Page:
Traditional Qi Gong dates back to the Zhou Dynasty
(1100-21 B.C.). It was developed in both theory and practice after the
Han Dynasty (25-220 A.D.). With relatively little following until the
1950s, it underwent a revival when Chinese physicians claimed to have
found it to have beneficial effects on hypertension. Short lived
however, the art was denounced during the Cultural Revolution
(1966-1976) as anti-Marxist and witchcraft.
With the advent of intellectual freedom in China, Qi
Gong came back into favour and became referred to as Extraordinary
Functions of the Human Body (EFHB). They included such "extraordinary"
feats such as bending spoons, reading inscriptions on crumpled paper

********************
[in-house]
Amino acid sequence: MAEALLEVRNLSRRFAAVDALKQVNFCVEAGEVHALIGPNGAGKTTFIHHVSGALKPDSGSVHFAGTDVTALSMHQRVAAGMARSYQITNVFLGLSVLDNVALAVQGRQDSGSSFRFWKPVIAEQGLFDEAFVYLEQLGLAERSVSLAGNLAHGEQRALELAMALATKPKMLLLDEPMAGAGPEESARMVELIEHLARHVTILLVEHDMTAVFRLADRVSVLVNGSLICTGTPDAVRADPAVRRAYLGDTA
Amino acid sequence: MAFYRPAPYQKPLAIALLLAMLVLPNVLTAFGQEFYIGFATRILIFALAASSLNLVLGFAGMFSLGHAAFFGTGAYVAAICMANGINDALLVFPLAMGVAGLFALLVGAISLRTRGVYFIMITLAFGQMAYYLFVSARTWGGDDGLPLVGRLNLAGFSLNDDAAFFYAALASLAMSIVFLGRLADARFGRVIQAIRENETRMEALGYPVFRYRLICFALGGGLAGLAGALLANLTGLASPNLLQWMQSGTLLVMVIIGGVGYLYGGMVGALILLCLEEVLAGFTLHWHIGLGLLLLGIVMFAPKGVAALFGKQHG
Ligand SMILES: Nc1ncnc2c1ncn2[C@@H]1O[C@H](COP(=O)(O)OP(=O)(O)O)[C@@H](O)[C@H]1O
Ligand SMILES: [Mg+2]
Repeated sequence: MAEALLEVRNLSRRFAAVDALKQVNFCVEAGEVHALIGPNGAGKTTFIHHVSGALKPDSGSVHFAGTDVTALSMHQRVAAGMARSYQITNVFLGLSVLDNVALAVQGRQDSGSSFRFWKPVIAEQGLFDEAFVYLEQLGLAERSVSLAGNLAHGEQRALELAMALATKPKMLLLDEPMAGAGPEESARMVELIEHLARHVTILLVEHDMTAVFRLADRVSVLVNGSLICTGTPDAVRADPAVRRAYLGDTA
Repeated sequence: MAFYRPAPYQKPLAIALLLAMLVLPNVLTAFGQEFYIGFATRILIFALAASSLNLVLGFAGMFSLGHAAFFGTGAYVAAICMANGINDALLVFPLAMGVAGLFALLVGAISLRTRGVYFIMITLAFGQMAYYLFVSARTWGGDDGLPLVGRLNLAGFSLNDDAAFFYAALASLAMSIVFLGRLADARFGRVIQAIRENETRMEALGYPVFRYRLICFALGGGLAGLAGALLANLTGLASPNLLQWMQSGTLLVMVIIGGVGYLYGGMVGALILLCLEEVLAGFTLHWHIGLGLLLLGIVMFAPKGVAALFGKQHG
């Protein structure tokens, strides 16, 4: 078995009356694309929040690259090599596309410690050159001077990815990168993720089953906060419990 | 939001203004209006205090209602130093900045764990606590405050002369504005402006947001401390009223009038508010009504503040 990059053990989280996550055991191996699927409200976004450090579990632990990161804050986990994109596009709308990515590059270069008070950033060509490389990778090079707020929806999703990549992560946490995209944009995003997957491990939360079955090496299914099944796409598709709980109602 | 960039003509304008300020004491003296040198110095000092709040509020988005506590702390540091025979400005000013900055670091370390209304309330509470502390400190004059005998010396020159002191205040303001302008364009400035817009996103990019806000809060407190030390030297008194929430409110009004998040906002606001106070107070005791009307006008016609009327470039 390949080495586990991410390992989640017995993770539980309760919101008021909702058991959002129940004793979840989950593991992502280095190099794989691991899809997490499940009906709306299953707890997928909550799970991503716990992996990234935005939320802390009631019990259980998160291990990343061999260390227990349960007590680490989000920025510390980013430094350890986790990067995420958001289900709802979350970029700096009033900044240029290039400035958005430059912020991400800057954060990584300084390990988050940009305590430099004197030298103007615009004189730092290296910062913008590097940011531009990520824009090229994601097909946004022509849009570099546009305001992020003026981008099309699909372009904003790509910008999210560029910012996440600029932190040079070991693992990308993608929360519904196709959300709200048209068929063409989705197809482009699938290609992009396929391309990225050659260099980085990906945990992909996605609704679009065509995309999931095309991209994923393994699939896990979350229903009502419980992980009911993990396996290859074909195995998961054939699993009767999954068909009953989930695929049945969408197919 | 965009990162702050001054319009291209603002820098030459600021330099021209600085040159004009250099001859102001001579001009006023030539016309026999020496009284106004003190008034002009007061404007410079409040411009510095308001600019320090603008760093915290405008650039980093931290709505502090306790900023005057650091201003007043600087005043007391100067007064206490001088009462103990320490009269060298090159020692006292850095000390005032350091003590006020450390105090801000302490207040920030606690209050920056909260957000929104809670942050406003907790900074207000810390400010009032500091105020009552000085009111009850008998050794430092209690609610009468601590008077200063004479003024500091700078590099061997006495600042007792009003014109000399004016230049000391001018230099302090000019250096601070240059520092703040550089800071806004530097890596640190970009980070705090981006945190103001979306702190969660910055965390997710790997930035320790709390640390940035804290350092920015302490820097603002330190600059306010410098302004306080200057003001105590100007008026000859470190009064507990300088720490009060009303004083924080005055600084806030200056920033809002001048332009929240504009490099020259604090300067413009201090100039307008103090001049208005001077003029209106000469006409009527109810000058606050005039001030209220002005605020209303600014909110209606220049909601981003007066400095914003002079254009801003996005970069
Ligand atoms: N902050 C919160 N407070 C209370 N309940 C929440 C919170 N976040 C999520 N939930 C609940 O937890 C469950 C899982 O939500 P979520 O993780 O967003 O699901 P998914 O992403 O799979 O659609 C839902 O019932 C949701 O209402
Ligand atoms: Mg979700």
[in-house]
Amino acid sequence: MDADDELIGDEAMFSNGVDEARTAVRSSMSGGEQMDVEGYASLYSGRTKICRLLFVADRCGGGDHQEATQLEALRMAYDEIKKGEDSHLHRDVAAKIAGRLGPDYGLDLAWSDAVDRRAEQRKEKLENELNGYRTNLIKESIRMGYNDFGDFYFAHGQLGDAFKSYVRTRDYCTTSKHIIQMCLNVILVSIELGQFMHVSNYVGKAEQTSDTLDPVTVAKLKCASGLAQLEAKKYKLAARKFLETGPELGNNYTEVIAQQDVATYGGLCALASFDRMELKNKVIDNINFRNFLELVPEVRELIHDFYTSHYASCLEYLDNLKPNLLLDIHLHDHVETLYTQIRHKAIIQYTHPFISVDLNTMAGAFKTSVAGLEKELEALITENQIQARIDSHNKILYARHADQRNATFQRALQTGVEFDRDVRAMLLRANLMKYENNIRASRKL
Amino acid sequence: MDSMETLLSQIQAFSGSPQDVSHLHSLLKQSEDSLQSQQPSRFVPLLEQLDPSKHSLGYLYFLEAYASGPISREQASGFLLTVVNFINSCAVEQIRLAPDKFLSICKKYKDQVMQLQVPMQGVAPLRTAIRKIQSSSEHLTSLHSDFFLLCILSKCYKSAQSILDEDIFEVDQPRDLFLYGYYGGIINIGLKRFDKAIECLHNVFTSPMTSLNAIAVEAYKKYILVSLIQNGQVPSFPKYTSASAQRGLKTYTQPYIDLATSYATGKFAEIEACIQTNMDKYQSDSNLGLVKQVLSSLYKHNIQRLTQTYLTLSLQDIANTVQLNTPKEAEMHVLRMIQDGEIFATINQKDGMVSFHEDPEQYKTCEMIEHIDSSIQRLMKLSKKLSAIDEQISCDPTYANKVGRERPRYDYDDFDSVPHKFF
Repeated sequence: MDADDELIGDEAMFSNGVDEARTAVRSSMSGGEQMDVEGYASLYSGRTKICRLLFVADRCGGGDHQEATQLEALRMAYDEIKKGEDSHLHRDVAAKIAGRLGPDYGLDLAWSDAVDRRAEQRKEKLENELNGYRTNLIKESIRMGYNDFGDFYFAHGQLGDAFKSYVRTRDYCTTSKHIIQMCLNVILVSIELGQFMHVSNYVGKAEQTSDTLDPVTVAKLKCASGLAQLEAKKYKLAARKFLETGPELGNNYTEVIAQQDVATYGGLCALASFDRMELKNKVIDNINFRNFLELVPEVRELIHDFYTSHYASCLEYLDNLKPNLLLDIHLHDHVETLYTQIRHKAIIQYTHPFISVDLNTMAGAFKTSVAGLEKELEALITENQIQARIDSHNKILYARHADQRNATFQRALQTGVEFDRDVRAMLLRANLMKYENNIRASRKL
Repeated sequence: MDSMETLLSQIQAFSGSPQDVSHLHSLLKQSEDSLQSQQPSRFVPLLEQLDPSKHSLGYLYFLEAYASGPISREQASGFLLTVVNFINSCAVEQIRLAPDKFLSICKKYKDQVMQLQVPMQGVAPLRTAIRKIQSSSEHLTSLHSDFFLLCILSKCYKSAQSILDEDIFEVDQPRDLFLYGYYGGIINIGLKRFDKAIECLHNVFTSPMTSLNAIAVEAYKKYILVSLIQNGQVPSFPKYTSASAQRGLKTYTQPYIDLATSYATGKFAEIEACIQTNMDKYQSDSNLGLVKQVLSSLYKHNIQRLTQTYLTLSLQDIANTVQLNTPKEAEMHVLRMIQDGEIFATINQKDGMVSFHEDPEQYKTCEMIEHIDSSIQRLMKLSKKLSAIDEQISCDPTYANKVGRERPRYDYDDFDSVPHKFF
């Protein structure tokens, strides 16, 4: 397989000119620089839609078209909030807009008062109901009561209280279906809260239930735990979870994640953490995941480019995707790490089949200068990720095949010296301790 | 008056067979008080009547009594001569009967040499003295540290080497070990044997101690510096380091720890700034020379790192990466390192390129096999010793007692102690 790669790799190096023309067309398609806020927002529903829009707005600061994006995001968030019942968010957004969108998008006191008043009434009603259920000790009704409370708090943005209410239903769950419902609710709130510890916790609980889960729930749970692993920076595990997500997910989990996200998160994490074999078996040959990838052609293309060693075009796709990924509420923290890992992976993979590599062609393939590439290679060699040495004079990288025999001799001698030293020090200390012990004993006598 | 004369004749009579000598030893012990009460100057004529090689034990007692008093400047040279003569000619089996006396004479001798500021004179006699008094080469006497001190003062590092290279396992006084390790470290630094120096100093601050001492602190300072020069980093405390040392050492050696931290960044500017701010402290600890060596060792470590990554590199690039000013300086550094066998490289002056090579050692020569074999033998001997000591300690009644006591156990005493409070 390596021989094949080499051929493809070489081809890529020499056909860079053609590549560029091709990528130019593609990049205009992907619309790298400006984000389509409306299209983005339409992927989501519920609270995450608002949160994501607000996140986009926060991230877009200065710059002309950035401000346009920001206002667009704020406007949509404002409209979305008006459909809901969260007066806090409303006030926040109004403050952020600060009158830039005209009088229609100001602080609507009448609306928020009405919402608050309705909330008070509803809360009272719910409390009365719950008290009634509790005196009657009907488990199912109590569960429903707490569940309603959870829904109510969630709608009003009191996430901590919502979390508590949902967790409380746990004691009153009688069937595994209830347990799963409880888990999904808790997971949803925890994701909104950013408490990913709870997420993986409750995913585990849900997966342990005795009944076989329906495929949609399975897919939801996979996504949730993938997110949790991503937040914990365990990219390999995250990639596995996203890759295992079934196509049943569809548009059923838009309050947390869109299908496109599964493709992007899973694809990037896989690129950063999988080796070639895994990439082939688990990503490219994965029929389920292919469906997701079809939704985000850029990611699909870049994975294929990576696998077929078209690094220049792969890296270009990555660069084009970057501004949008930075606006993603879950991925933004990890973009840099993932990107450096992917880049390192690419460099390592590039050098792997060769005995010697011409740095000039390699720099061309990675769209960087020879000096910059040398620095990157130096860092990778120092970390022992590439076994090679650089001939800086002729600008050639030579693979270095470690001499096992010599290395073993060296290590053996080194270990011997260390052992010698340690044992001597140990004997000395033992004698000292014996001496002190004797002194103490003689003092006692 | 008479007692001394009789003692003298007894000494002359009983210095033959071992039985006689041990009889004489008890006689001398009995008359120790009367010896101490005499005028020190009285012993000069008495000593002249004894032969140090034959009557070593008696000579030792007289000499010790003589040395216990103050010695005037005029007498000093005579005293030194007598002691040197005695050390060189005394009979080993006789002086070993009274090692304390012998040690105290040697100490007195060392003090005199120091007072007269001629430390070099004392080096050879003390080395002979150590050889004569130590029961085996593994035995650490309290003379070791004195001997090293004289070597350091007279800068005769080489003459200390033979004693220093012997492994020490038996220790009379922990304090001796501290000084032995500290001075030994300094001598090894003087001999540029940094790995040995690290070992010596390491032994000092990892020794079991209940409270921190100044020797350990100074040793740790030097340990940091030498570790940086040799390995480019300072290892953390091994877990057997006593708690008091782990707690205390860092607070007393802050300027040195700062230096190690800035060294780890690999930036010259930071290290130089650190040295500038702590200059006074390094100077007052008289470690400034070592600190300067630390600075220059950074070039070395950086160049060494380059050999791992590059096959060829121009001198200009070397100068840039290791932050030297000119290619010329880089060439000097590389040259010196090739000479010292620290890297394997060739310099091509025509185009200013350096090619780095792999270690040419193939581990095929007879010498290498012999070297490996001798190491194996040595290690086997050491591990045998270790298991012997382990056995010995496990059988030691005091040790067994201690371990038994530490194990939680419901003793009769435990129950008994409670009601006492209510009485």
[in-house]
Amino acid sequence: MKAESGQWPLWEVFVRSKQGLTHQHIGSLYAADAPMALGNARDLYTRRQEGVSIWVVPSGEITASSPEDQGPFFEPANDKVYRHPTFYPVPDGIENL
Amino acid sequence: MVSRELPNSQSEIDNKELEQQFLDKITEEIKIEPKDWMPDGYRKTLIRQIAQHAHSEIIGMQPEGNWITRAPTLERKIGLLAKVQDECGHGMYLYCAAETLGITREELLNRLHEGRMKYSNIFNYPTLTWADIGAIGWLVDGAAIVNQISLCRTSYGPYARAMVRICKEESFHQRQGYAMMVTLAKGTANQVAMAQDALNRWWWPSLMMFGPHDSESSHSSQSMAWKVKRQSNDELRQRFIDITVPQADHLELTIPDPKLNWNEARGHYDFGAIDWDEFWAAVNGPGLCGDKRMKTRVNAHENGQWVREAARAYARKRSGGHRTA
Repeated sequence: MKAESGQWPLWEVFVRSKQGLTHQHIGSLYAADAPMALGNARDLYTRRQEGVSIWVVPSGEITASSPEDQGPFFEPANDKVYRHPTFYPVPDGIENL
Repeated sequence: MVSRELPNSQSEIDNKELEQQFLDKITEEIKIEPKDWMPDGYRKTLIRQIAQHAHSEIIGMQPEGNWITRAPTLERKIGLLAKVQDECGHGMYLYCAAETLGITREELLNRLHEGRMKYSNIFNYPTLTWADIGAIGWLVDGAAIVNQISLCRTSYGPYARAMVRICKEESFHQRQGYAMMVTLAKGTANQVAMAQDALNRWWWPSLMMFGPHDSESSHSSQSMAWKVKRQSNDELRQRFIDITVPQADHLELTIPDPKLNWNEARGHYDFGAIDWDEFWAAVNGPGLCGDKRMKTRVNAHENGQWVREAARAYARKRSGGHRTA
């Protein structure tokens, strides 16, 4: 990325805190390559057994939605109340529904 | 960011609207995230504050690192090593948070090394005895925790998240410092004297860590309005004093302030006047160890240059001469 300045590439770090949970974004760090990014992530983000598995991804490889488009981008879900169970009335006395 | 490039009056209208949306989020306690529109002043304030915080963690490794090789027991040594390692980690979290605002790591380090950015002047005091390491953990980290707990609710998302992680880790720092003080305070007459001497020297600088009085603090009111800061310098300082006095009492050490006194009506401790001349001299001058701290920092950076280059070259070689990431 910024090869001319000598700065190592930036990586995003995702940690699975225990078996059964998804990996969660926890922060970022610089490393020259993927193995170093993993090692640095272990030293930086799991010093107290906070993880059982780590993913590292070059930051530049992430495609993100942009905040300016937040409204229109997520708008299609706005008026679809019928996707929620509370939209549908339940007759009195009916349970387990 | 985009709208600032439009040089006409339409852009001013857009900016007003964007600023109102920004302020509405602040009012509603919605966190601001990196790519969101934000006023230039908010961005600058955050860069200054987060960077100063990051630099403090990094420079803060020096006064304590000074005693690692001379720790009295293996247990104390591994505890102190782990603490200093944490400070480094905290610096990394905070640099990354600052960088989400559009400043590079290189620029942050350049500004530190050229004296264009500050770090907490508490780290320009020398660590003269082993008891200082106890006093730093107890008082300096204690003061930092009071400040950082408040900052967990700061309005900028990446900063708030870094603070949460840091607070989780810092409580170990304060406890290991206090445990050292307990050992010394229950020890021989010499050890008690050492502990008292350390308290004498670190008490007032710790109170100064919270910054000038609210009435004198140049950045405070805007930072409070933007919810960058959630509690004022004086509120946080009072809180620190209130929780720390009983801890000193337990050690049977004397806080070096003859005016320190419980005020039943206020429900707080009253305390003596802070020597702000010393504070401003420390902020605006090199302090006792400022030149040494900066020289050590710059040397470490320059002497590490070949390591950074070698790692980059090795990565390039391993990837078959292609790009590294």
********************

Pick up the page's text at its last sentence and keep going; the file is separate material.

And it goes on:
without viewing them, breaking matches sealed in boxes and so on. By
1991, according to a report in the Toronto Globe and Mail, 60 million
Chinese were practising Qi Gong, and practitioners appearing on
television and in auditoriums were as popular as televangelists in
The concept of Qi, sometimes transcribed as Ch'i, was
first developed by Lao-Tzu as an art to be practised both for martial
and therapeutic reasons. He taught that Ch-i, or vital breath,
(somewhat similar to the elan vital of early European philosophy) was
an unimpeded flow through a network of invisible meridians throughout
the body which keeps a person alive. When this flow is impeded, illness
results. By stimulating the appropriate spots as in acupuncture,
reflexology and other similar concepts, health is restored. To this
focus on relaxation and meditation were added some other features to
the practice by his disciples. Among other claims were the ability to
see with the ears and hear with the eyes.
It is important to differentiate between internal and